Six handy first-aid kits

Posted by Matt Sterne on 25 June 2020

While the best first-aid kit is one that’s customised to your likely needs, says Gear Editor Matthew Sterne, there are some that offer a great template from which to start.

The 85-piecer

Lifeline Large First Aid Kit


The Lifeline Large First Aid Kit, with its sturdy case and varied supplies, including a first-aid guide, looks like something an informed parent might carry. The 85 pieces include bandages for knuckles, knees or elbows, and a triangular one to make a sling. There’s a whole lot more packed in: scissors, tweezers, rubber gloves, alcohol prep pads, sting-relief pads, antiseptic towelettes, sterile gauze pads, combine dressing, conforming gauze roll, adhesive tape wound-closure strips, 20 small and 10 regular-sized bandages plus an emergency whistle. If all those bandages don’t suffice, you probably need a new limb.

For an S.O.SSSSS

Survival Emergency Solutions Snake Bite Kit


If there’s one country that needs a decent snakebite kit, it’s Australia, home to 140 species of snakes. Snake-safety experts from Down Under designed the Survival Snake Bite Kit. It’s built around their Smart Bandage, which uses a pictogram to show how to create the correct tension when applying a bandage (really simple but clever). Weighing 555g, it comes with an emergency blanket, a mini permanent marker, rubber gloves, three pressure bandages, a cotton gauze swab, a snakebite instruction card and a splint.


Johan Marais of the African Snakebite Institute gives this advice for dealing with a snake encounter:

1. Make sure the person is away from the snake, as a second bite would really complicate matters.

2. Forget about tourniquets or cutting and sucking out the venom, and just focus on getting the patient to the nearest hospital urgently.

3. Call a private ambulance service, if possible, and notify the nearest hospital that you’re on the way. Or drive there yourself.

4. For more advanced first-aid measures, check out or download the free first aid for snakebite app, ASI Snakes.

Good to know: Four out of 10 snakebite victims have no symptoms (dry bites) and nine out of 10 don’t require antivenom.

For kids

LittleLife Mini First Aid Kit


For many youngsters, it’s not a proper holiday without a few bumps or grazes, which is why this LittleLife Mini First Aid Kit is handy for families on the go. The size of a very thick wallet, it has many useful items such as small scissors, tweezers, a paper-thin oral thermometer, micropore tape, antiseptic cream and wipes, dressings, burn gel and even some ‘Little Star’ stickers.

For hikers

Lifesystems Adventurer First Aid Kit


The Adventurer has the basics to deal with common injuries. A good choice for multi-day trails, the QuickFind System ensures that the kit is organised and compact. Weighing 330g, the pack consists of 29 items, including bandages, cleansing wipes, micropore tape, burn gel, antiseptic cream, dressings, plasters, tweezers, safety pins, scissors and gloves.

For adventure racers

Lifesystems Light and Dry Nano Kit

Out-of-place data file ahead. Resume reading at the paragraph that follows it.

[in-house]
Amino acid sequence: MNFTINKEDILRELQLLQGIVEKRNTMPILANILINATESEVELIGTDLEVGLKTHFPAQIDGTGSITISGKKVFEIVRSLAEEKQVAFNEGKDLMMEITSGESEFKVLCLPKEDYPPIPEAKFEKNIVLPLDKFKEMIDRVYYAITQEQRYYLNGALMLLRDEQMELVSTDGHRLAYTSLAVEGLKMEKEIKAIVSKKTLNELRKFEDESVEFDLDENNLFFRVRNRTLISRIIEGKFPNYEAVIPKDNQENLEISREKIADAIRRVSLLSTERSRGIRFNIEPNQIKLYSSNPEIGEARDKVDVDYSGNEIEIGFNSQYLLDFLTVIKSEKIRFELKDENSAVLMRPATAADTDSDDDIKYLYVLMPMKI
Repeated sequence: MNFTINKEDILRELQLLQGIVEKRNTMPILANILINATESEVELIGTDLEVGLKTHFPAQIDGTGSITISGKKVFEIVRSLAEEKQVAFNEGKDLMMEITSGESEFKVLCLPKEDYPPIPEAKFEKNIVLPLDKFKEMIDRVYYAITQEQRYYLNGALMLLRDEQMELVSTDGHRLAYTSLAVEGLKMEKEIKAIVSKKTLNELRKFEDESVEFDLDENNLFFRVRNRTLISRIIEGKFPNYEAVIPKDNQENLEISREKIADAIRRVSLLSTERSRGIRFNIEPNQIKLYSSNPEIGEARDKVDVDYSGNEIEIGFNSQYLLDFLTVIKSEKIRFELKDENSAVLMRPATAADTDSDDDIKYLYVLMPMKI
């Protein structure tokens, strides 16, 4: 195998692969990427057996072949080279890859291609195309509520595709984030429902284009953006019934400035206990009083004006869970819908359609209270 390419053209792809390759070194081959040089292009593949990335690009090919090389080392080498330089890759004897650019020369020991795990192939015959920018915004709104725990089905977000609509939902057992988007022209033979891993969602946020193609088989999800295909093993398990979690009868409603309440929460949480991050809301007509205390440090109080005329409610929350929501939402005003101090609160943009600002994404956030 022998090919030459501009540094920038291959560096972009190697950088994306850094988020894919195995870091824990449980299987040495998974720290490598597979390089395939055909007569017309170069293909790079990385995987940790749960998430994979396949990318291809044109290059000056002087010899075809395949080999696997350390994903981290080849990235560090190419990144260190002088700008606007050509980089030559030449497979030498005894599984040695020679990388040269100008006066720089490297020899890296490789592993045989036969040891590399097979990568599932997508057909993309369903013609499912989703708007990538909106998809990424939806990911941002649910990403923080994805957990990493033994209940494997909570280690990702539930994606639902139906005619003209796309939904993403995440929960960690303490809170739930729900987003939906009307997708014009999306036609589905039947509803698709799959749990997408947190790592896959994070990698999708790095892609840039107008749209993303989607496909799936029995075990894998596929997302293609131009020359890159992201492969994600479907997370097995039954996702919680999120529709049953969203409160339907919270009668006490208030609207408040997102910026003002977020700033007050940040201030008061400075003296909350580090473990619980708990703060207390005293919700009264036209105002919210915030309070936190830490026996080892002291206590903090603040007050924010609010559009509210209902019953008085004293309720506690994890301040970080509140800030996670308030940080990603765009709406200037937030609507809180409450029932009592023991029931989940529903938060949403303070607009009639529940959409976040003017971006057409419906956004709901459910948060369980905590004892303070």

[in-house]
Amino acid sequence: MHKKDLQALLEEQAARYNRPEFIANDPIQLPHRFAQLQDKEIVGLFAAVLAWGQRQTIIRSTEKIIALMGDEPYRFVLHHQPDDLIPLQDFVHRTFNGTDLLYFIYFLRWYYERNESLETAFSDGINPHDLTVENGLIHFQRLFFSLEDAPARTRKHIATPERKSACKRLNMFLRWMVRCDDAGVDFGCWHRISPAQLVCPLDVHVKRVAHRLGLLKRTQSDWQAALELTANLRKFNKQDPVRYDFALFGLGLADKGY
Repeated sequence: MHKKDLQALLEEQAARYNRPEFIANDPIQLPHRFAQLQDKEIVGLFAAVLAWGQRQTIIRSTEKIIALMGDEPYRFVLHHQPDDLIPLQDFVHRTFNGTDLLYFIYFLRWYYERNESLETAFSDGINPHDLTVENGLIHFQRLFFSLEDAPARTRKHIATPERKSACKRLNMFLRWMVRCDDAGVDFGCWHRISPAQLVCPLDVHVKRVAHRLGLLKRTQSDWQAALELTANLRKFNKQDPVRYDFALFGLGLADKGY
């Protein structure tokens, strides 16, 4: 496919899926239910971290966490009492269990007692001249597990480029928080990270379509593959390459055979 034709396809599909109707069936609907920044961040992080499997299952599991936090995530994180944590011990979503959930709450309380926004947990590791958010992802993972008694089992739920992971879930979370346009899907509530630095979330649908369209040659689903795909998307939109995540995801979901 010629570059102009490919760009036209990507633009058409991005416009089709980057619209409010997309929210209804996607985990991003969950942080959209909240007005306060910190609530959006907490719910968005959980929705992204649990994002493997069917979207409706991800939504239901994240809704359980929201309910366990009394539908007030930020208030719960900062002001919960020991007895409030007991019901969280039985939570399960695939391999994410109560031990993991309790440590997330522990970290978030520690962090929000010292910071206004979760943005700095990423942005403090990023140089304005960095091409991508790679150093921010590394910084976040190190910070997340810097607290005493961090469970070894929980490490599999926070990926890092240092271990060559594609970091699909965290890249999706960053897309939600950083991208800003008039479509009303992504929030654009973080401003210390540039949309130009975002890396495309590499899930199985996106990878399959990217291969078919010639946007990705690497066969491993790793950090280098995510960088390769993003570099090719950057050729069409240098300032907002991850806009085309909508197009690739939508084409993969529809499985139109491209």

The Lifesystems Light and Dry Nano kit was designed with racing events in mind, aiming to help treat minor athletic ailments on the go. Weighing just 95g, it contains 16 tailored components. The items are stored in a waterproof bag and include six safety pins, two sunscreen sachets (which would probably need replacing after one race), five gauze swabs, two cleansing wipes, dressings, bandages and a pack of plasters.

The basics

Lifeline Waterproof Survival Kit


With this survival kit from Lifeline in your back pocket, you might feel like you can go anywhere. And while that’s probably not true (the items are a little gimmicky), it would make for a fun present for a budding adventurer. The water-resistant case holds a small torch, a candle, a whistle, five plasters, a fire starter and a small (rather blunt) multi-tool.

The other essential

Lifesystems Heatshield Bag


In emergencies or cold conditions, a heatshield bag such as this one can be a lifesaver as it reflects and retains over 90% of radiated body heat. About the size of a tennis ball, the bag is super light (110g), reusable and waterproof. It’s long enough to form a hood for a tall person, comes with emergency instructions printed on it, and the bright-orange colour makes for a decent distress-signalling device.

Survival guide app

The Offline Survival Manual helps you overcome tricky situations, even if you don’t have internet access. It can be downloaded for free and contains useful information about making fire, finding food and even the psychological impact of being in a survival situation. Categories include basic medicine, shelter, plants, finding direction, signalling and camouflage.

Images: Getaway/Highbury Media


This article was first published in the November 2019 issue of Getaway magazine.
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All prices correct at publication, but are subject to change at each establishment’s discretion. Please check with them before booking or buying.


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